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OK, I must be tired (or my linker stoned)

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in Point.hpp class Point { ... public: inline float getX() const ; } in Point.cpp inline float Point::getX() const { return mX; } main.obj : error LNK2001: unresolved external symbol "public: float __thiscall Point::getX(void)const " (?getX@Point@@QBEMXZ) Debug/Test.exe : fatal error LNK1120: 1 unresolved externals [edited by - xMcBaiNx on May 31, 2004 8:15:49 PM]

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Yes I did...

That''s pretty disturbing actually... calling pointInstance.anotherMethod() works quite fine, except for those three get Methods..

The only thing diffrente is this const thingy to say it can be called by const objects.

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You can't declare and define inline functions in separate files, you'll either have to declare and define it inside the class and you wont need to put "inline" or declare it in the class and define it outside the class but in the same file. I wouldn't use inline quantifier in a function declaration, quantifiy it on definitions like:


class Point {
float mX;
public:
float getX() const;
};

inline float getX() const {
return mX;
}


[edited by - snk_kid on May 31, 2004 8:31:51 PM]

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quote:
Original post by spurious_interrupt
missing ; at the end of the class declaration?


All thought that is another mistake thats not the reason for that error, you need to define inline functions in the same translation unit

[edited by - snk_kid on May 31, 2004 8:36:19 PM]

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@snk_kid
Did not know that... tough it did not solve anything.

No the semicolons are all there I triple-checked..

That did not do the trick. Something else is wrong... It''s driving me insane because its probably a stupid mistake.

It is mind baffling... I have the EXACT SAME CODE in another class, and it works fine..

Anyway, I''ll probably figure it out and break my head on the desk when I find out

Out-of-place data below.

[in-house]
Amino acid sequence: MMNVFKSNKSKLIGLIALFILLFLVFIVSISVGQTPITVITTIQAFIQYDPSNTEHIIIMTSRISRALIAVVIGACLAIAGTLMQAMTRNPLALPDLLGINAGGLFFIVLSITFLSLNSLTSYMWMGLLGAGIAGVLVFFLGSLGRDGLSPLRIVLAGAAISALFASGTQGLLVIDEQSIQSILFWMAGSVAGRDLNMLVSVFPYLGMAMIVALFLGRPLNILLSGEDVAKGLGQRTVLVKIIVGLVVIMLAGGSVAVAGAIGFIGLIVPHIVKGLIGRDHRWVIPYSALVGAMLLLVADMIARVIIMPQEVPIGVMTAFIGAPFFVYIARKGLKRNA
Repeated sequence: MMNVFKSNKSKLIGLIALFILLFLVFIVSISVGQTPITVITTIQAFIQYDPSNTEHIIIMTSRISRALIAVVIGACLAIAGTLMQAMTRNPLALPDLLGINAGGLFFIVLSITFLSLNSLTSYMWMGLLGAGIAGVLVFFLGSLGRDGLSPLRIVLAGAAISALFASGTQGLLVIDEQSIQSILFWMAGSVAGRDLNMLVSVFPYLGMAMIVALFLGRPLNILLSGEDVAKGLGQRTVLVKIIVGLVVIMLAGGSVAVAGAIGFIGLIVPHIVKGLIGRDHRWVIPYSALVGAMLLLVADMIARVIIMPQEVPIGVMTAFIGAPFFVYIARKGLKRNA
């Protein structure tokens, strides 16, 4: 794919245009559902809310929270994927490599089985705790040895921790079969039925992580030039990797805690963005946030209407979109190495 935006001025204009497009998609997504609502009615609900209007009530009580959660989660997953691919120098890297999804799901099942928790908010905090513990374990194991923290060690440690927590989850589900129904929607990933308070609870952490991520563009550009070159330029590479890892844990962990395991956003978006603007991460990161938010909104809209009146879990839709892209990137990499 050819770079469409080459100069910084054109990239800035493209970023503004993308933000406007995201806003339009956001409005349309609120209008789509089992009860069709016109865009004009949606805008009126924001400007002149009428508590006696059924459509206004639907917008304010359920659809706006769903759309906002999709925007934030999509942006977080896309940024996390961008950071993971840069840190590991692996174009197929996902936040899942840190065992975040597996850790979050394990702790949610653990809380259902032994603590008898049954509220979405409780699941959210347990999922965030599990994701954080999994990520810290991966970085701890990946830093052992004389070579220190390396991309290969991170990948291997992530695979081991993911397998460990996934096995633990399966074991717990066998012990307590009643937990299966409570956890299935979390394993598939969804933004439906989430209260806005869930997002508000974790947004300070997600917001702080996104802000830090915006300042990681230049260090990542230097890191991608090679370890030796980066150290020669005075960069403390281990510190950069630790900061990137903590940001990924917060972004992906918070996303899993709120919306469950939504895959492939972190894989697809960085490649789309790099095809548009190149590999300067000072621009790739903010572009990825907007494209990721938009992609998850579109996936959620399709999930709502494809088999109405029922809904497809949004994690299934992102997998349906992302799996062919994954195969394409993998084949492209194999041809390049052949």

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That code compiles and runs fine but if you wont to use inline functions change things to:

Vector.hpp

#ifndef VECTOR_HPP
#define VECTOR_HPP

template<class T = float>
class Vector {
public:
Vector(const T = 0,
const T = 0,
const T = 0);
Vector(const Vector<T>&);
const Vector<T>& operator=(const Vector<T>&);

const T& x() const;
T& x();

const T& y() const;
T& y();

const T& z() const;
T& z();

const Vector<T>& x(const T);
const Vector<T>& y(const T);
const Vector<T>& z(const T);
private:
T _x, _y, _z;
};

template<class T>
inline Vector<T>::Vector(const T x,
const T y,
const T z): _x(x), _y(y), _z(z) {}


template<class T>
inline Vector<T>::Vector(const Vector<T>& v): _x(v._x),
_y(v._y),
_z(v._z) {}

template<class T>
inline const Vector<T>& Vector<T>::operator=(const Vector<T>& v) {
_x = v._x;
_y = v._y;
_z = v._z;
return *this;
}

template<class T>
inline const T& Vector<T>::x() const {
return _x;
}

template<class T>
inline T& Vector<T>::x() {
return _x;
}

template<class T>
inline const T& Vector<T>::y() const {
return _y;
}

template<class T>
inline T& Vector<T>::y() {
return _y;
}
template<class T>
inline const T& Vector<T>::z() const {
return _z;
}

template<class T>
inline T& Vector<T>::z() {
return _z;
}

template<class T>
inline const Vector<T>& Vector<T>::x(const T nx) {
_x = nx;
return *this;
}

template<class T>
inline const Vector<T>& Vector<T>::y(const T ny) {
_y = ny;
return *this;
}

template<class T>
inline const Vector<T>& Vector<T>::z(const T nz) {
_z = nz;
return *this;
}

#endif


main.cpp

#include "Vector.hpp"
#include <cstdlib>
#include <iostream>

int main() {
Vector<float> v(3.04f, 3.4f, 2.3f);

std::cout << v.x() << std::endl;

return EXIT_SUCCESS;
}


[edited by - snk_kid on May 31, 2004 9:20:47 PM]

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Well, getters and setters are fine but.. what about other more tense inline functions ? is there no way to hide the implementations (I guess it''d make sense if the compiler has to play with the code... it should know what it''s about..)

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Sorry no offical way of doing it, you can have look at .inl files here http://somewhere.fscked.org/inlsplit/ to achieve something simillar, i haven''t tried it thou.

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